Sidney was surprised to wake up because he was surprised that he slept. It felt like giving in to the truth of his own stupidity. He was supposed to be laying in this very spot, Leah wrapped around him, a trail of their clothes leading from the front door to the foot of his bed. She should be smiling now, or sleeping, while he figured out exactly how to ask her to never leave.
He couldn’t block out the dreams though. It had been him and Leah, hot and heavy in that very bed, doing all the things he’d been denied since the day he left her standing next to her car in Cole Harbour. She was as perfect as Sid remembered, but he kept morphing from himself into Neal, in glimpses, and Sid would feel like an evil spirit had climbed into his skin and taken over for a moment. Leah, eyelashes fluttering and lip bitten, seemed equally happy with either of them. Sid rubbed his eyes, trying to erase the sight.
He’d been an asshole. A careless, thoughtless jerk, so excited about Leah’s arrival he’d forgotten about his transgression of the night before. It was just one night, he thought, but it was the wrong night and that meant everything.
Well, two nights, if Sid counted the one where Theresa showed up at ruined everything. He’d deposited her next to Orpik at the bar, her friend sidling up to Paul Martin. Sid barely noticed Theresa’s hand on his waist, except to carefully remove it before he went in search of Leah. Too late – she was gone. He didn’t even look back on his way to the car. Whatever he’d been so afraid Theresa might do, she was probably doing it now anyway. Served him right. It wasn’t Theresa’s fault either that he was an asshole.
He hauled himself out of bed. Maybe he could still fix this.
The guest room was strewn with Leah’s stuff. It didn’t look like she’d intended to sleep in there, at least to his male eye, and Sid’s heart broke a little harder. He reached for one of her shirts and started carefully folding.
There wasn’t much. A few tops and an extra pair of pants made a small pile. He kneeled down to place them in her suitcase and he saw it – lingerie. Sid delicately extracted a piece of peach colored silk; it unfurled like a flag until a gorgeous, lace-trimmed bra hung from his finger. The tag was still on it.
Sid sat next to her bag and closed his eyes. She brought that for him. Hell, she bought that for him. There had been a chance for everything to get right, and he could have been making his case right now for why she should stay.
Running the silky material between his fingers, Sid knew he had to try anyway.
Leah lay with her eyes closed for a long time. She was in James’ guest room, twelve hundred miles from the last guest room she’d slept in and six miles from the one she wished she were in now. If she had to be in a guest room at all. Instead of there, with Sid, she was alone and clothed and last night had really happened.
Her first though was: I’m those girls again. The ones she’d been thinking of the first morning she woke up next to Sid and left him sleeping there alone. Those girls who couldn’t hold it together when it came to him, the ones he wasn’t friends with after. If anything, she’d seen that last night. He had not stayed with that girl in the club, no matter who she was. He came to James’ house, hoping to find her. That girl had been one night, maybe two. Then she was nothing at all. Just like that.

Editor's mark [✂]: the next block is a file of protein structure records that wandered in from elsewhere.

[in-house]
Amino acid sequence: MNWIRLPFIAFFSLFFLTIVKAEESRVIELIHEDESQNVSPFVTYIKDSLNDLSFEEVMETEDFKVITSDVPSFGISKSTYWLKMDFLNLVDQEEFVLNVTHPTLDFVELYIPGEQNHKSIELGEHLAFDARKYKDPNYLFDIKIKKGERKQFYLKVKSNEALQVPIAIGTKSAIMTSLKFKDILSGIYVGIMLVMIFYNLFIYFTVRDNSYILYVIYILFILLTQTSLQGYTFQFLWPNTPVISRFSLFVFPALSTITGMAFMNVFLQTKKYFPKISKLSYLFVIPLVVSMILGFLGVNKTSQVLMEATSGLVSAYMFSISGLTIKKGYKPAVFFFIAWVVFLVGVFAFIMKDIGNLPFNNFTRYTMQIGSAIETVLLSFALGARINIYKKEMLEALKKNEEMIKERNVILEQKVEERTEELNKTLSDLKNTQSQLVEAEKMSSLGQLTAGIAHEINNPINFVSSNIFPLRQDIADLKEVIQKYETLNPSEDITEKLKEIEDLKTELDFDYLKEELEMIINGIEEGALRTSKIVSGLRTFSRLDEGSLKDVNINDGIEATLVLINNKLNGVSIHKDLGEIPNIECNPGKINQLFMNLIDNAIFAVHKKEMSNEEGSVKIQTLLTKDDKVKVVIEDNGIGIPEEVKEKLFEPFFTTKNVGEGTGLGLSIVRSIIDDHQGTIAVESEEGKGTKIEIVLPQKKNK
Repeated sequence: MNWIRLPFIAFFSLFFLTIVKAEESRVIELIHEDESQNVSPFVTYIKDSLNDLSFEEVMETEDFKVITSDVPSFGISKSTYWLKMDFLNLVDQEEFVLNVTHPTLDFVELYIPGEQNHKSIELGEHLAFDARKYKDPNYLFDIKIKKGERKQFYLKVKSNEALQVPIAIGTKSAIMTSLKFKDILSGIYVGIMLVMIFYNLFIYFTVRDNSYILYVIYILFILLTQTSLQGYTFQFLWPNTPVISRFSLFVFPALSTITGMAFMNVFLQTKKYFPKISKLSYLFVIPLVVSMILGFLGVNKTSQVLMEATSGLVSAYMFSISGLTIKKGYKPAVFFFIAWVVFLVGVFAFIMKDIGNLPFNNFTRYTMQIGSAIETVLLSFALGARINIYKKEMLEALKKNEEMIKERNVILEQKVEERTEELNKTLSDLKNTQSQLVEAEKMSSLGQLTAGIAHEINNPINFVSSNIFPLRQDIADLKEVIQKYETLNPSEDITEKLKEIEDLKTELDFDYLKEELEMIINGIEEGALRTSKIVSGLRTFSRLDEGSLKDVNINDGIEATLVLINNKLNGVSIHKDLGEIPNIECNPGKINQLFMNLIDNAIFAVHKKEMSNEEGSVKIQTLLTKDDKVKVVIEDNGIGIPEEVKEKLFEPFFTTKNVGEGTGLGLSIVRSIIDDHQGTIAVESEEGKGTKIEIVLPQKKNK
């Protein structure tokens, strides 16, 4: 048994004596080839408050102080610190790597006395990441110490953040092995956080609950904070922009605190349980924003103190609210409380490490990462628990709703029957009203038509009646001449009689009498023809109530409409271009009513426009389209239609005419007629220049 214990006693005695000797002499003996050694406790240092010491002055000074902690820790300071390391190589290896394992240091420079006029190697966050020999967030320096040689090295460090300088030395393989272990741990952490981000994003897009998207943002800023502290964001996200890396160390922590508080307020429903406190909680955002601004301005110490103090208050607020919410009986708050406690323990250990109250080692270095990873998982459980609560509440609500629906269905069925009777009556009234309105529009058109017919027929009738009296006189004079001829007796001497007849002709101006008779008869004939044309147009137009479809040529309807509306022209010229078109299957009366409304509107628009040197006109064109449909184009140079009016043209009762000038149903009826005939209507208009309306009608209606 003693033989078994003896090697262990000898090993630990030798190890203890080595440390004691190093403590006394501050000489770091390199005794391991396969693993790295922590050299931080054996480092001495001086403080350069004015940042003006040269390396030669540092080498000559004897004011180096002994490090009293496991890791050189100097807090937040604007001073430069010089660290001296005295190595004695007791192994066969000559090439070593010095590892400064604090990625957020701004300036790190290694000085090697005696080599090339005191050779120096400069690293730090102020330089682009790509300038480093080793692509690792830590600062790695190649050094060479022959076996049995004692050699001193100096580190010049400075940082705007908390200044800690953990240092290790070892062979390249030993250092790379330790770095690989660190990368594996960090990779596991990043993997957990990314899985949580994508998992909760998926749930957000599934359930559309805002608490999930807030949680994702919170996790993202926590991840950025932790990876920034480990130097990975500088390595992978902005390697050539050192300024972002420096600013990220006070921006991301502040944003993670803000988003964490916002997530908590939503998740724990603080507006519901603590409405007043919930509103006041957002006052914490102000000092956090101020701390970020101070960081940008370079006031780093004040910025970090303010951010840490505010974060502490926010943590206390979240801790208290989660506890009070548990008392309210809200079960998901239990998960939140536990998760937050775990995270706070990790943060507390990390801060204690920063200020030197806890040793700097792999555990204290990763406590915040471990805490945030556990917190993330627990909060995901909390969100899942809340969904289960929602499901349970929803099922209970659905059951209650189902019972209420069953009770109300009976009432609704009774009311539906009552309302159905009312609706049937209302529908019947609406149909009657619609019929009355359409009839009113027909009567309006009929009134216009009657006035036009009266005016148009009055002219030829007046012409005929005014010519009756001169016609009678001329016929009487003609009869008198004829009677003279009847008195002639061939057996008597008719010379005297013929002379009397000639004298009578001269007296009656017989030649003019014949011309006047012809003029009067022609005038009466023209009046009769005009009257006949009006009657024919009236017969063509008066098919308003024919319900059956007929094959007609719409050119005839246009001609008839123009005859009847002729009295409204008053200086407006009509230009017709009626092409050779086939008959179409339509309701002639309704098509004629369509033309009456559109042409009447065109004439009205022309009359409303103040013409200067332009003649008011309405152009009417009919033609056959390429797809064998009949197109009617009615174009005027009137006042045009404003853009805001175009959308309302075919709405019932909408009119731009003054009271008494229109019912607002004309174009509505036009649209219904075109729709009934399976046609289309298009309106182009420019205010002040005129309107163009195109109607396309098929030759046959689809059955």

I was two nights, Leah thought. Well, almost three.
Three nights seemed like a big deal when nothing new ever happened in her life, when nothing ever changed. Sid, though, he had this all the time. The games and the clubs and the nights in or out that went any way he wanted them to go. He had options, choices – maybe too many to ever really make one stick.
Leah thought she had stuck. Apparently not.
There was a knock on her door.
“If I made you breakfast, can I come in?” James called from the hallway.
“Depends, what are you wearing?” she asked.
“Just a towel. Small one.” James opened the door and stuck his head in. “More of a washcloth really.”
She waved him in, already feeling better for the smile on her face. In reality James wore jeans and a white v-neck shirt that looked almost as good on him as Leah imagined a towel would. His hair was, of course, perfectly styled. There was also no breakfast, just a mug of coffee.
She rolled her eyes. “Liar.”
James shrugged, grinning. “I don’t have any food.”
Leah took a sip and winced. The coffee was really weak, as if he’d made two cups from what were barely enough grounds for one.
“Or much in the way of coffee,” he admitted.
She should have hated the smug look on his face, but his smile disarmed her as well as his honesty.
“Not a lot of people actually wake up here, Leah,” James explained. “Including me.”
She handed back the cup. James made a face and put it aside.
“He was here already.”
“What?” Leah scrambled up to sitting properly, hugging the blanket to her chest because she wasn’t wearing a bra. She was still wearing James’ t-shirt and no pants. He leaned against the dresser.
“Ten minutes ago. I told him I’d wake you up, ask if you want to see him.”
Leah lowered her gaze to the patterned duvet. She couldn’t look at James right now – he was too beautiful to be so caring and none of that made any sense. He was supposed to be a womanizing jerk, like Sidney had warned her about.
Someone should have warned me about Sidney.
Yet James was still, in a way, defending his captain. Leah wondered if he and Sidney were friends outside of work, and what it said if they weren’t. She was supposed to pass a test here but felt like she’d missed all the lessons.
“He has my stuff.”
James tipped his head. “It’s downstairs. I made him leave it, in case you said no.”
Leah closed her eyes. “I feel like a fool,” she blurted out.
James stopped. He wanted to climb into bed and wrap himself around Leah and just hold her, but that wouldn’t be enough. Even if he could do it, he’d be crossing a line. Taking advantage. He wanted Leah but not this way, and not the way she wanted Sidney. He wanted someone like her.
“Sid’s the fool, Leah. And he knows it.”
She stayed in the bathroom a long time. James had big, fluffy towels and sample toiletries collected from hotels on the road. She finger combed her hair and changed into the only other outfit in her suitcase: a long, cozy gray sweater and leggings. When she finished, James was downstairs making noise. Leah gave into the urge and ducked into his room.